One Giant Problem with Gabe Kapler's Mustache May Take

Mustaches are controversial—they pretty much always have been and will most likely always be a point of contention.

And once again, the old under-nose push broom is sweeping up a new debate: if someone has a full beard, can you say that they have a mustache?

As facial hair experts, we figured we would weigh in.

It all started on May 11, 2022, when San Francisco Giants Manager Gabe Kapler fielded questions related to his participation in Mustache May.

The Giants have participated in Mustache May—the spring equivalent of Movember—since 2019. However, this year, the Giants have teamed up with BreakingT to create San Fransisco Giants Mustache May shirts. A portion of the proceeds will be donated to Bring Change to Mind, a non-profit helping end the stigma surrounding men’s mental health issues.

Anyway, back to Kapler.

Kapler was asked in a press conference whether or not a player who sports a full beard can be considered a participant in Mustache May.

Kapler—who wears a well-groomed full beard—came out to support those wearing a full beard as having a mustache.

“So this is sort of like a, is the hamburger a sandwich question,” Kapler joked before clarifying his stance. “If you go to the barbershop and you have a full beard, the barber may say, ‘Would you like me to leave your mustache a little bit longer?’ Doesn’t that mean that you have a mustache? Do you have a full beard? We have a lot of players who wear full beards. In my opinion, they are participating in Mustache May."

Kapler’s argument does have some validity to it. A full beard consists of five different areas of facial hair:

  • The goatee - the hair on the front of the chin, above the jawline, and expanding to the cheeks.
  • The side-burns or mutton-chops - the hair on the cheeks above the jawline.
  • The neck - everything that grows below the jawline.
  • The soul patch, flavor savor, or jazz dot - the strip of hair directly underneath the bottom lip.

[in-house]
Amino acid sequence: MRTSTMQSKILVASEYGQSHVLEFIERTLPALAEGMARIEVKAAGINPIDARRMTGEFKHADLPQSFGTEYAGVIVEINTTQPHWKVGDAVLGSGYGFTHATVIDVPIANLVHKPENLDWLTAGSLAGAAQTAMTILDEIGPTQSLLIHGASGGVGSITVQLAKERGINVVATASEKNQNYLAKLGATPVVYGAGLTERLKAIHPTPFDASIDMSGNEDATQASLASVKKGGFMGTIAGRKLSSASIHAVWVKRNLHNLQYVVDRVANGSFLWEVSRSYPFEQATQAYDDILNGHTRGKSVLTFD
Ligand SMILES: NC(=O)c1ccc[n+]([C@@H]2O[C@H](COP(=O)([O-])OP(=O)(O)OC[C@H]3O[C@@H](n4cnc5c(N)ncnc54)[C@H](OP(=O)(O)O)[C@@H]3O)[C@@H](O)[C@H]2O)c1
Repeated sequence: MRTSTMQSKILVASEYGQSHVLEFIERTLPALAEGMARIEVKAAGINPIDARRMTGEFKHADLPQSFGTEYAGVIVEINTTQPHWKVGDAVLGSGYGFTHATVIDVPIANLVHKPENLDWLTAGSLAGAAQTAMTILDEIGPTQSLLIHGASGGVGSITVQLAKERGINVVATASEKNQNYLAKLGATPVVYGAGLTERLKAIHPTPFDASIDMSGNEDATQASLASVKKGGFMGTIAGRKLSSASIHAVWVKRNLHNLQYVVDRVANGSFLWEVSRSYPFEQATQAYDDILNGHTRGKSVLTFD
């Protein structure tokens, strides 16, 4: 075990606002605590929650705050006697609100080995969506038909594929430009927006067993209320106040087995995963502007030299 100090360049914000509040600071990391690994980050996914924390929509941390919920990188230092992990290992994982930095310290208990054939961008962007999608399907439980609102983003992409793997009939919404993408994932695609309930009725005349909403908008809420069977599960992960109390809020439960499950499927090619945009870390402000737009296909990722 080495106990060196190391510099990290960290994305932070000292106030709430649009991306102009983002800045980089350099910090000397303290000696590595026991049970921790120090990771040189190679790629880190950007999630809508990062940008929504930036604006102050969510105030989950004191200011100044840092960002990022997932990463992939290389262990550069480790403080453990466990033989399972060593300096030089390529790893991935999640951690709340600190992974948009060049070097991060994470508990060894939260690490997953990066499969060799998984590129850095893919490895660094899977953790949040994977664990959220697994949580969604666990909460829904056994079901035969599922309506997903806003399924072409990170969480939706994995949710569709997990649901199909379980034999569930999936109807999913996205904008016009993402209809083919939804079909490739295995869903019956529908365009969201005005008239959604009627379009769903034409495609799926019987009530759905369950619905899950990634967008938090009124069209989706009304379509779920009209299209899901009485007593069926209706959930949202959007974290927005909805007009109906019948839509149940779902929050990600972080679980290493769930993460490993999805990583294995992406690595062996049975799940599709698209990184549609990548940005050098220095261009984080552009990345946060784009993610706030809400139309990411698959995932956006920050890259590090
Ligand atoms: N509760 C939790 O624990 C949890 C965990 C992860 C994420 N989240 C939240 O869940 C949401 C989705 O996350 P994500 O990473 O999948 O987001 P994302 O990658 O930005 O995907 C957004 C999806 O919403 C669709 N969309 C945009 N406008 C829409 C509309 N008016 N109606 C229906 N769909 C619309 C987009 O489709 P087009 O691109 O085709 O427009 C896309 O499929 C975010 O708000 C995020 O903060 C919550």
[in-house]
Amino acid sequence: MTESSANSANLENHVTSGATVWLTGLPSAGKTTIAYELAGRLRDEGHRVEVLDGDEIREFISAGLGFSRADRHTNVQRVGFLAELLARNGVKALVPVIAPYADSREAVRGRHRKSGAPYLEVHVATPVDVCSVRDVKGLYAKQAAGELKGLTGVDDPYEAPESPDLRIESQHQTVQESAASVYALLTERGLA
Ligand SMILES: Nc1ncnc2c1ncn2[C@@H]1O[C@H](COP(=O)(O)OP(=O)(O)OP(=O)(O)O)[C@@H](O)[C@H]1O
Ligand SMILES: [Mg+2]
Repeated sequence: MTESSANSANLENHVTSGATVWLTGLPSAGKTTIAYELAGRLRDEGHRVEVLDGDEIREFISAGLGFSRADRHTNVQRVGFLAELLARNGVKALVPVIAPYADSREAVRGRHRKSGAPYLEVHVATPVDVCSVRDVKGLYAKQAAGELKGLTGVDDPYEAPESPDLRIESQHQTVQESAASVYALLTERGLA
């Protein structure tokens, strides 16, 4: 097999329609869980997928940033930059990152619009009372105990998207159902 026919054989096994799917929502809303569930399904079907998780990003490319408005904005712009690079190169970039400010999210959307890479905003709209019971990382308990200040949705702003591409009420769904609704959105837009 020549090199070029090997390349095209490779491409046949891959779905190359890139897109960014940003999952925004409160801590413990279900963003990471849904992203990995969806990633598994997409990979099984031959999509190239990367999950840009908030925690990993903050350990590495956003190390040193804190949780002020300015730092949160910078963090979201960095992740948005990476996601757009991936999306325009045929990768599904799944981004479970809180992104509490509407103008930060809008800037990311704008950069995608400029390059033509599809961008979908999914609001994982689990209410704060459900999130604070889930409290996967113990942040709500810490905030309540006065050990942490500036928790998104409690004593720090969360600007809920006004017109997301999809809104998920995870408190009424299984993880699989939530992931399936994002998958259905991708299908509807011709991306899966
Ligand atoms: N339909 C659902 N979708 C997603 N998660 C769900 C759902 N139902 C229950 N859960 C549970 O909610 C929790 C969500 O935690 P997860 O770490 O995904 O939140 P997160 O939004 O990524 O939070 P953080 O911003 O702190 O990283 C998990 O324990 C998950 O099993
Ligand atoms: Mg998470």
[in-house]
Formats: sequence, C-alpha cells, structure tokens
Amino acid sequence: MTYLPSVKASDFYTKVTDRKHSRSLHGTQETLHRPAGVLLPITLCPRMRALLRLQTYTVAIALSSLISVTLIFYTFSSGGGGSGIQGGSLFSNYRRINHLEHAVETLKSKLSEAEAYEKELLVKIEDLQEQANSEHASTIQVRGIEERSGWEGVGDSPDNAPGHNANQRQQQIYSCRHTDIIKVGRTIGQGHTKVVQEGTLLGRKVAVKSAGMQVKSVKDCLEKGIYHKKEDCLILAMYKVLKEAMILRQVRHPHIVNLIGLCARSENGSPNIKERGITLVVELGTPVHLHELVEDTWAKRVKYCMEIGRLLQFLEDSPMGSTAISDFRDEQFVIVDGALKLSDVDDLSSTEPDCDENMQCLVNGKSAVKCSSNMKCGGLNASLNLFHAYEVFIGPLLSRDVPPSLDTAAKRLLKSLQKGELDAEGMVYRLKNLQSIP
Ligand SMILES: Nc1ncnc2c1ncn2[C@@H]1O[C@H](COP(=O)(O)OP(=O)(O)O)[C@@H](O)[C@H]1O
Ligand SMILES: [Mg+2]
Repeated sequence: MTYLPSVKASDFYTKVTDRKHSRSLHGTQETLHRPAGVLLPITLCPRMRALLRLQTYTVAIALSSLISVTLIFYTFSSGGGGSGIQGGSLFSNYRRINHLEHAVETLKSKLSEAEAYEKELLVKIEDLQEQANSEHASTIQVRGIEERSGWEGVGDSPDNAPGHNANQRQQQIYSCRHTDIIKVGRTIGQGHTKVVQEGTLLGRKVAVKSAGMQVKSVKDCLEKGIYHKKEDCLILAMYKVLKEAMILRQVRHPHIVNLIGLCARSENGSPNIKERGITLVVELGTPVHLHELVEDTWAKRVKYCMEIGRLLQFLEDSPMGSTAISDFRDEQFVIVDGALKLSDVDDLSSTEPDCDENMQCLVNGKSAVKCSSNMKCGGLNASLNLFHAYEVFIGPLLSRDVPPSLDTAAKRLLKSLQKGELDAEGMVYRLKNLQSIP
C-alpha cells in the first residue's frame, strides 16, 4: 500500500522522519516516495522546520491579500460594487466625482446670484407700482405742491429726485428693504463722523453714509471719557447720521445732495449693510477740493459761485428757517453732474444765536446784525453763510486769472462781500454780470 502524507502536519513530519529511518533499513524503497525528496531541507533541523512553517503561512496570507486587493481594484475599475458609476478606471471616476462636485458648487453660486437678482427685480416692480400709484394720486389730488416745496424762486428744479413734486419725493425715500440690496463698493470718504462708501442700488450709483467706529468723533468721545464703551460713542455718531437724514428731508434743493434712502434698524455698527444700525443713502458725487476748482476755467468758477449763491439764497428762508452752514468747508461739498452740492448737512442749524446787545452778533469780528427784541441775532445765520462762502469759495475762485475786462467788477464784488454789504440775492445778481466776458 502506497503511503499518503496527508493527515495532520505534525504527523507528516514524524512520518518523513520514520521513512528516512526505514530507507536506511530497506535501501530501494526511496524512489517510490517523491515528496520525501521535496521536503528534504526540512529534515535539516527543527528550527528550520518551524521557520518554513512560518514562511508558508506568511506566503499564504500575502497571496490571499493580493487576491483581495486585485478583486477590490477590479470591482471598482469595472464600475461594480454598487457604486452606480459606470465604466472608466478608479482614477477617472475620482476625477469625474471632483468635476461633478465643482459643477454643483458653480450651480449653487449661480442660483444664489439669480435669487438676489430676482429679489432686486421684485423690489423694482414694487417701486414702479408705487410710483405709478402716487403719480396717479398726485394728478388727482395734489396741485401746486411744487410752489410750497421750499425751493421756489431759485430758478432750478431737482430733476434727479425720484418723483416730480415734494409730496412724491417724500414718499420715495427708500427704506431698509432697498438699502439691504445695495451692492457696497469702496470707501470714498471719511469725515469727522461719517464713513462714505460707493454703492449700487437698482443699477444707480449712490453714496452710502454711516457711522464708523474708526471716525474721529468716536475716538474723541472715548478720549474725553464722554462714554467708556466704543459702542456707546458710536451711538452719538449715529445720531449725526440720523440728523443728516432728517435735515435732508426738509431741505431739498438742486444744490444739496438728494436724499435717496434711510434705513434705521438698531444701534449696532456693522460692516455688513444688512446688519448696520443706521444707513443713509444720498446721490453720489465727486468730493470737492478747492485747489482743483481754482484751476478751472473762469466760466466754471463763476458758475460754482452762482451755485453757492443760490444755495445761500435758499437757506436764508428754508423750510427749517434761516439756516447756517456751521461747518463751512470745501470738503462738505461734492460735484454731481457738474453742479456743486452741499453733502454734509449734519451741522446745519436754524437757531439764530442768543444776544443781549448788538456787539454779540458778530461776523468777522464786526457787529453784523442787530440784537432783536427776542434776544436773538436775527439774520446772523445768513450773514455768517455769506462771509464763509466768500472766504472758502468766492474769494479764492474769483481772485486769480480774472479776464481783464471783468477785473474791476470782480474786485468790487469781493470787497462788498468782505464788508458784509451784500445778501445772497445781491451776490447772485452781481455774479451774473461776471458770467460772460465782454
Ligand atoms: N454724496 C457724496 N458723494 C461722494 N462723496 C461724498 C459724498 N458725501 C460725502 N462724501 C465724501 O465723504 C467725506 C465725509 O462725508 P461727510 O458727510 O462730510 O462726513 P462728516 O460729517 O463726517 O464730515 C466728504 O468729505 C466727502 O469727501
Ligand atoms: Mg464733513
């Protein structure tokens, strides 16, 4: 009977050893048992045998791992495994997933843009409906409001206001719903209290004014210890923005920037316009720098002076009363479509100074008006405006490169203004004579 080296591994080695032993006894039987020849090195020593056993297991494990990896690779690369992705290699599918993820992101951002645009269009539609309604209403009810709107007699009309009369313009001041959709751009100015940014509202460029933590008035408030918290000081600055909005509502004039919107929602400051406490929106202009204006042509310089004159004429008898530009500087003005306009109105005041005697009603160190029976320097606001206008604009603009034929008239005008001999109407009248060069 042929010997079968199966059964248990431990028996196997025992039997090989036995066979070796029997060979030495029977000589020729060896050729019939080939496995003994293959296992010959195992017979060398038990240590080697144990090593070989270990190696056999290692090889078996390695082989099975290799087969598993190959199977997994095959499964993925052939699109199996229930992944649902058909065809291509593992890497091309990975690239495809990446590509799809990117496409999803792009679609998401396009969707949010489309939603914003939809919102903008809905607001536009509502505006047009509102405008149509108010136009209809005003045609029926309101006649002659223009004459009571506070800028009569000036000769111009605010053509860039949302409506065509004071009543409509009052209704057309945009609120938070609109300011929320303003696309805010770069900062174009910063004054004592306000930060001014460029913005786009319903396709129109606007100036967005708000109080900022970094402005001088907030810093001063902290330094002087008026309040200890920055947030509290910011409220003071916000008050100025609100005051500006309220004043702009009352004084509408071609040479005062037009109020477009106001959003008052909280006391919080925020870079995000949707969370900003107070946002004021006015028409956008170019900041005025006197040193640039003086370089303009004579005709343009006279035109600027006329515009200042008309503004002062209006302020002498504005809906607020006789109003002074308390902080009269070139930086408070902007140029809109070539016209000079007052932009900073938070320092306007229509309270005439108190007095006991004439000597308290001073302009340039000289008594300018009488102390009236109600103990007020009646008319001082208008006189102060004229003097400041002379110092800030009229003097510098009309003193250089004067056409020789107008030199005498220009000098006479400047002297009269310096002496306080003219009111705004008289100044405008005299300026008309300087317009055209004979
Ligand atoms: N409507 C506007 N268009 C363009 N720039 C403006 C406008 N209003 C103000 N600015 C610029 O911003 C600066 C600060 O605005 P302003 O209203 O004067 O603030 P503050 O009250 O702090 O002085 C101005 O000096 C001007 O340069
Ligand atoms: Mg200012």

• The mustache - the hair above the upper lip.

It’s worth noting that facial hair grows differently and has unique terminal lengths in each of these areas. Growth patterns differ from person to person and are highly subjective to a person’s age and genetics, which is why some men can grow long handlebar mustaches while others can’t, or why some men have soul patches that are the entire width of the bottom lip, and some don’t.

So, in this sense (and only in this sense), Kapler is correct—if you have a full beard, then you do, in fact, have a mustache.

But here's the thing. When we talk about the mustache as a distinctive style, the mustache has to be the star of the show. It can’t just blend in with the rest of the beard. To wear a full beard and claim it as a mustache isn’t fair to the mustache—or to all of those who are actually rocking a solo 'stache.

Why does it matter?

For starters, mustaches are divisive. People have strong opinions about them. There is no middle ground—you are either on team mustache or are vehemently opposed to them. Even Freddie Mercury—arguably the most famous stache ever—had to endure fans throwing razors on stage at Queen concerts protesting his chevron.

To wear a mustache means subjecting yourself to the occasional ridicule. It means being called pornstache or Magnum P.I. by total strangers (yes, this happens). Wearing just a mustache takes a kind of confidence and swagger only outdone by the mutton chops.

There aren’t many rules to wearing a mustache. There’s only one rule (and we made it up right now). One shall not claim the glory of the mustache without enduring the mustache's struggle.

Fortunately, mustache popularity has been on the rise for several years. The solo 'stache is nearly as commonplace as in the 1980s when mustaches ruled. And we’re glad to see teams like the Giants embracing the mustache for a great cause.

So, if you’re going to grow a mustache for Movember or Mustache May—be a homer and wear that stache on it’s own like a badge of honor.

And if you need help recognizing what a mustache is and what isn’t or just need some mo’ inspiration, check out our Definitive Guide to Mustache Styles.

Keep on Growing.


Need some help with your beard or mustache? Text "STYLE" to 512-879-3297. Our resident beard and style expert will text you back with personalized advice—for free.

Keep on Growing.


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Do you know what type of beardsman you are? Take the quiz to find out if you’re the rarest type, and get ongoing beard advice sent to your inbox weekly.